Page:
Apistogramma paucisquamis (A 219) is a highly variable species that is a member of the bitaeniata group of Apistogrammas. Found in the Rio Negro drainage, Apistogramma paucisquamis exhibits significant differences in coloration between individuals. Prior to its scientific description by Kullander and Staeck in 1988, this fish was known in the hobby as Apistogramma sp. glanzbinden. I have seen glanzbinden translated as “Shiny Banded”, “Bright Banded” and “Shiny Strip” and all of these names refer to the band of shiny scales found running along the lateral line.
Apistogramma paucisquamis has had an interesting and evolving history in the hobby. The first recorded import was to Germany in 1981 when a number of males were imported from Manaus, Brazil along with Apistogramma pertensis and Apistogramma gibbiceps. Schmettkamp introduced them in his book and described two different color forms; white and orange. He was unable to provide any information about breeding as only males were received and, at the time, no one even knew what the female would look like.
According to most sources, Apistogramma paucisquamis is among the more difficult of the Apistogrammas to successfully reproduce. They require very soft acid water and even then they often experience low fertility. Basic maintenance is much the same as with other Apistogrammas. They appreciate a fine substrate and need lots of cover. They have a very large range of colors ranging from rather drab to spectacular. It is now generally agreed that there are two primary color morphs, white and orange which were originally noted by Schmettkamp when he first presented them.
Most long-time fish hobbyists have one (or many!) tales of woe about their fishes and for me, Apistogramma paucisquamis is one of those stories. I was fortunate enough to acquire a half dozen beautiful wild fish of both sexes in the early 1990s. I really liked these fish and carefully separated the sexes for a couple of weeks to make sure I was ready in the spawning tanks. Unfortunately, in one of those all too common fish room mishaps, I lost the entire tank of females. The remaining males were superb specimens with flashy colors and great attitudes. Unfortunately, I could never secure females and eventually lost them.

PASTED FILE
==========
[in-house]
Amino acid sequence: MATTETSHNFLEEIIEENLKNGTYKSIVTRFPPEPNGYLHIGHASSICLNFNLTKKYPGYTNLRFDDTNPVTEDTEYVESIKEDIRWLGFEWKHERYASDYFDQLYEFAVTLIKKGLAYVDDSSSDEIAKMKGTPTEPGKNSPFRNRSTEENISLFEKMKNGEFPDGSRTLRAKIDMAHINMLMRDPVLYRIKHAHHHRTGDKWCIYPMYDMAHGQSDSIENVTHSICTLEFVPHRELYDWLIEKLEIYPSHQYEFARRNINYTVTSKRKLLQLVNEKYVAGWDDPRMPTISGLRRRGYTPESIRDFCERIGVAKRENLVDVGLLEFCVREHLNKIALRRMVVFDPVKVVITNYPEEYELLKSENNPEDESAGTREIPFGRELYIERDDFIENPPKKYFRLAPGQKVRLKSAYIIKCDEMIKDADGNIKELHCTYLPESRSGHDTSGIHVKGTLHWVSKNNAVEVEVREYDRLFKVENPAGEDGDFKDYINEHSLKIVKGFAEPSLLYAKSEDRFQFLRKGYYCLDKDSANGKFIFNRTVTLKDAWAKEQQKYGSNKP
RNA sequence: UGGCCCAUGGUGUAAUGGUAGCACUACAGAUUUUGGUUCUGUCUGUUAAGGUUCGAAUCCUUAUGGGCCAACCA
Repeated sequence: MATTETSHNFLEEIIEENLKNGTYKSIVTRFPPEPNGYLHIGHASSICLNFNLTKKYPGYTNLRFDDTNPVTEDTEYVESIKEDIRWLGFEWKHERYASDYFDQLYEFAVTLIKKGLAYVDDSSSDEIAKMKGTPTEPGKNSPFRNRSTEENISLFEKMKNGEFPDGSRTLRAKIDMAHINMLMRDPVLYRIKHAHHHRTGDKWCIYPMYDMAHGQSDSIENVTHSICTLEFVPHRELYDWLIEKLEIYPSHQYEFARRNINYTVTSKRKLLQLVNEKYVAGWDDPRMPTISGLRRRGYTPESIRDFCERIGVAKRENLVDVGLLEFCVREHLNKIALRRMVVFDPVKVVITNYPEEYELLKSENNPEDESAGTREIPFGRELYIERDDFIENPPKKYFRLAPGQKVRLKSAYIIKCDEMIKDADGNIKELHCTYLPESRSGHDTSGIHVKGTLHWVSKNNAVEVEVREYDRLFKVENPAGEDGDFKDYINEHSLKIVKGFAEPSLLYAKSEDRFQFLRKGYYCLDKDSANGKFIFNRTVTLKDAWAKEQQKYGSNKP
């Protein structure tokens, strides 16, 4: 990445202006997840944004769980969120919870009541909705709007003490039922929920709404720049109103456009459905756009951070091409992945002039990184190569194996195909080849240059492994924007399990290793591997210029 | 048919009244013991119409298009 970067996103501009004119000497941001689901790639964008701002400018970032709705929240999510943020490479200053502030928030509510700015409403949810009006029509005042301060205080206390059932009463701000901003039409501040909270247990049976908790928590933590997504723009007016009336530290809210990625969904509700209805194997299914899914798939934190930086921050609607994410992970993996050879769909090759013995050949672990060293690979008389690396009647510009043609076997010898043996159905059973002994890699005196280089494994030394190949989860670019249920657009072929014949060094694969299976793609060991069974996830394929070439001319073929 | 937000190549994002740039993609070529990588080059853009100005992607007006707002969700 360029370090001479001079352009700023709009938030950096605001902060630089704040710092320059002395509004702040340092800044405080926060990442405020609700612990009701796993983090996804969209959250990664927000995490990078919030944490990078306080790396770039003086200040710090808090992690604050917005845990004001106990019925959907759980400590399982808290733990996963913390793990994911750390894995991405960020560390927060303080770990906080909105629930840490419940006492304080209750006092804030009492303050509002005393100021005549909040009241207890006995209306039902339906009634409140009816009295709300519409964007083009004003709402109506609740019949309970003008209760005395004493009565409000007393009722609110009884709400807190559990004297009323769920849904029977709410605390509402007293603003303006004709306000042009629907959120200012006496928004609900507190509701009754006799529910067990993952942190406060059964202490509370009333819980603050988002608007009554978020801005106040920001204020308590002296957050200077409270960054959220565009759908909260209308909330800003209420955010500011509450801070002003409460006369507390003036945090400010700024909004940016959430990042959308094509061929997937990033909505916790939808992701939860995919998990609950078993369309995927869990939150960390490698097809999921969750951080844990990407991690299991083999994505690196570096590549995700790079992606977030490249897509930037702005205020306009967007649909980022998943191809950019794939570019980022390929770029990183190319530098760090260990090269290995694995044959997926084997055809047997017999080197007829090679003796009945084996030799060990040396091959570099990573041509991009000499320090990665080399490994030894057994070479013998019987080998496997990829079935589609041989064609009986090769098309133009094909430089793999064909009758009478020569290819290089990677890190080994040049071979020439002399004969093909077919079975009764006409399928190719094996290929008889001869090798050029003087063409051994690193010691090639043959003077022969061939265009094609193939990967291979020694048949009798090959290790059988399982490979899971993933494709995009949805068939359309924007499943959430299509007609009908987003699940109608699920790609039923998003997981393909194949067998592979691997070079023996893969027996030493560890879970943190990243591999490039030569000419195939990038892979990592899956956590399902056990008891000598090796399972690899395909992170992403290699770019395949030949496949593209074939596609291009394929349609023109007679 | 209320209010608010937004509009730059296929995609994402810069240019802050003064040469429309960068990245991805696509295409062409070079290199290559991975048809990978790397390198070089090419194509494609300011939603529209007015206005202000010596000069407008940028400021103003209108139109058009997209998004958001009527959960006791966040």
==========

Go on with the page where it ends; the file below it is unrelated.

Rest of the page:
I was quite excited to see them as wild imports a couple of times in the early 2000’s and I was able to secure a wild trio. They settled in nicely and although the male was a little dull of color I was ready to go. This time it turned out that the “dull” colored male was actually a female and I found myself with all females – the exact opposite of my previous experience with this fish!
I found another hobbyist who had surplus of male Apistogramma paucisquamis and arranged to trade a few. I sent him a female and when he put it in a tank with another A. paucisquamis female it was immediately obvious that my fish was misidentified. Based on photos from both of us Mike Wise identified them as A. gephyra. In one of those funny twists, the person I sent females to had several A. gephyra males but no females so now he had pairs. Fortunately, the original seller had a couple of spare males which he sent so I then had A. gephyra which I bred and distributed for several years. Of course, I never did get the A. paucisquamis that I was hoping for.
Apistogramma paucisquamis remains a fish that is high on my wish list. I’ll be scouting for them and will give them another try. If you have an opportunity to buy some and want a real fish-keeping challenge don’t hesitate to get some of these. IF this is a fish you are seeking you will have to contact some of the specialty fish sellers we have listed in Where to Buy Apistogrammas and Other Dwarf Cichlids
Essential Articles About Apistogrammas
The Genus Apistogramma
Apistogramma Aquarium Care
Understanding Apistogramma Classification and Identification
Live Plants in the Apistogramma Aquarium
How and Where to Buy Apistogrammas and Other Dwarf Cichlids
Most of the information I provide on this website comes from books and websites. While I don’t provide specific citations, these are the sources for most of my information.
South American Books:
Mergus Cichlid Atlas Volume 1 & Volume 2 by Dr. Uwe Römer
South American Dwarf Cichlids by Rainer Stawikowski, I. Koslowski and V. Bohnet
Die Buntbarsche Amerikas Band 2 Apistogramma & Co. by Ingo Koslowski, Translation by Mike Wise
South American Dwarf Cichlids by Hans J. Mayland & Dieter Bork
American Cichlids I – Dwarf Cichlids by Horst Linke & Dr. Wolfgang Staeck
West African Books:
The Cichlid Fishes of Western Africa by Anton Lamboj
African Cichlids I – Cichlids From West Africa by Horst Linke & Dr. Wolfgang Staeck
Apisto sites – the home page of Tom C – Global authority for identification and classification of apistogrammas
Apistogramma.com – An excellent international forum with expert members who gladly share their knowledge.
Much more information is available in our complete exploration of dwarf cichlid information resources.